Ear­li­er this week, Lenore Weiss wrote about her still, small voice” and her deci­sion to move from Oak­land, Cal­i­for­nia to Mon­roe, Louisiana. She will be blog­ging here all week for Jew­ish Book Coun­cil and MyJew­ish­Learn­ing.

I received a post­card today from a K. Sat­ter­field in Berke­ley, Cal­i­for­nia with a pic­ture of an elk cut and past­ed from what looks like a mag­a­zine with a hand-writ­ten entry, How long did he stand alone on Pike’s Road, due cen­ter, branched horns curl­ing north?” I’m not sure I know the answer to the ques­tion, but I did won­der about it, admir­ing the red and yel­low tri­an­gles past­ed on the back of the card. K. Sat­ter­field took care in send­ing this mes­sage, part of a week­ly exchange amongst a list of poets. 

The elk stands poised on the cen­ter of the high­way. The edges of either lane appear hem-stitched in white. The road is emp­ty. Not a car in sight. Why is the elk on Pike’s Road and what is it wait­ing for?

I am also wait­ing. Rain is com­ing from the north­east, rolling slow­ly into the parish. Birds hear­ing the same thing, call out to each oth­er, antic­i­pat­ing a down­pour as the skies begin to light. And crack­le. The storm can­not be far away. It gets humid just when every­thing should be cool­ing down. The sky is dark and pon­der­ous. Cars make their way to work. It’s Fri­day and every­thing can use a good soak­ing after a week’s worth of triple dig­its. One yel­low leaf floats to the ground, then anoth­er. A breeze lifts the fronds of the ferns on the porch; mail­box­es stand at atten­tion. The South­ern Oak across the street stretch­es its limbs. Sud­den­ly every­thing gets qui­et. Leaves rus­tle. Thun­der march­es clos­er. Light­ning streaks the sky. Cassie, the cat, jumps into a rock­ing chair and sits next to me on the porch. Then she decides to stalk the marigolds and chews a blade of grass. I have been sit­ting here for more than an hour and I’m grow­ing impa­tient. I hear signs and sounds of rain, but Moth­er Nature doesn’t deliv­er.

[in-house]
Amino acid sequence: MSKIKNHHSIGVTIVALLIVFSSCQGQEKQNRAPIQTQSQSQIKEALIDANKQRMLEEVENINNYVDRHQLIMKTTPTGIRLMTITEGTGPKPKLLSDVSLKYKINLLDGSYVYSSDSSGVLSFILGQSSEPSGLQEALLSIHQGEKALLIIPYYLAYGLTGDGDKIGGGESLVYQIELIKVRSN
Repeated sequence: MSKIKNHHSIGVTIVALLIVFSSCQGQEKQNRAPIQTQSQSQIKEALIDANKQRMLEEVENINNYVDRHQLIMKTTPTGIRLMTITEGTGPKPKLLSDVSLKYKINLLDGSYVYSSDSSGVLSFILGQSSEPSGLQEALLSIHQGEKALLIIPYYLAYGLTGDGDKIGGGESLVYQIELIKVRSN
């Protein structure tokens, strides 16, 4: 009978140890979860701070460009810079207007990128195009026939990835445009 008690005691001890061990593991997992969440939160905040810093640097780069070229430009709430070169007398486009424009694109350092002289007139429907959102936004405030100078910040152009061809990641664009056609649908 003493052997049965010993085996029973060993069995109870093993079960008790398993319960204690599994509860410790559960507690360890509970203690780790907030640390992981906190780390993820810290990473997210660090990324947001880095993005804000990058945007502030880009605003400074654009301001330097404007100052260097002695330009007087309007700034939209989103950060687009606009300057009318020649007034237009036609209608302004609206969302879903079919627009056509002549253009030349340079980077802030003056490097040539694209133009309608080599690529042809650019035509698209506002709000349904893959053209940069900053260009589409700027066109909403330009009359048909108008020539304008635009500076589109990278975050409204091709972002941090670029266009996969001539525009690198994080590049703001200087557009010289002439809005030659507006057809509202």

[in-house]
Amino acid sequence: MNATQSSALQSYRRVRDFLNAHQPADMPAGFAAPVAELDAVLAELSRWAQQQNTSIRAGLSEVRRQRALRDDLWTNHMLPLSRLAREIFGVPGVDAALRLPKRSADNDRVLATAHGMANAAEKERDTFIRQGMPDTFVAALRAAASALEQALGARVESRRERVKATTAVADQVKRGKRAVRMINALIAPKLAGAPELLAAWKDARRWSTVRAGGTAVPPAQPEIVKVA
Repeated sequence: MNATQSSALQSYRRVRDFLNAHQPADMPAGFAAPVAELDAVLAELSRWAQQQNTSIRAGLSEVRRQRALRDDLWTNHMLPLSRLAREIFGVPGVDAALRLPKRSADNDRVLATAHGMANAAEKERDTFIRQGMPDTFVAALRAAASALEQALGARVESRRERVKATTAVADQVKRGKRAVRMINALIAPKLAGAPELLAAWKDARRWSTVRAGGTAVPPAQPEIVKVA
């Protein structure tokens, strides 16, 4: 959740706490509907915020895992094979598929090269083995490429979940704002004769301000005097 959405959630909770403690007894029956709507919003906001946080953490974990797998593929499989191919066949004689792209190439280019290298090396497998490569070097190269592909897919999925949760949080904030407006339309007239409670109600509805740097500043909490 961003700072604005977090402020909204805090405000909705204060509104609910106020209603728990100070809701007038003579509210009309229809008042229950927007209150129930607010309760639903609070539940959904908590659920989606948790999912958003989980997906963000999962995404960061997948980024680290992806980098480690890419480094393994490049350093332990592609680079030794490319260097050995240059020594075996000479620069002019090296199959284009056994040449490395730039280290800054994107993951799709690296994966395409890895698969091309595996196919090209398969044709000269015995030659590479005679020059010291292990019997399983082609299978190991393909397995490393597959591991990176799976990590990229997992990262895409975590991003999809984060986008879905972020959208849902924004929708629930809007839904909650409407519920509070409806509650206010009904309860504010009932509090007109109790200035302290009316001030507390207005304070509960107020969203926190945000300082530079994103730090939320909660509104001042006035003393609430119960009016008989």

Isn’t that the way it is, the long wait for some new cre­ative force that comes out of nowhere but was always there in the first place?

The elk and I are kin.

This evening I attend­ed ser­vices at Tem­ple B’nai Israel in Mon­roe, Louisiana. The rab­bi not­ed that the birth­day of Edna Fer­ber, author and writer of Show­boat,” had just passed. Her mot­to, he said, was seize the day.” Some­where between wait­ing and seiz­ing, that’s where I must go.

Check back tomor­row for more from Lenore Weiss.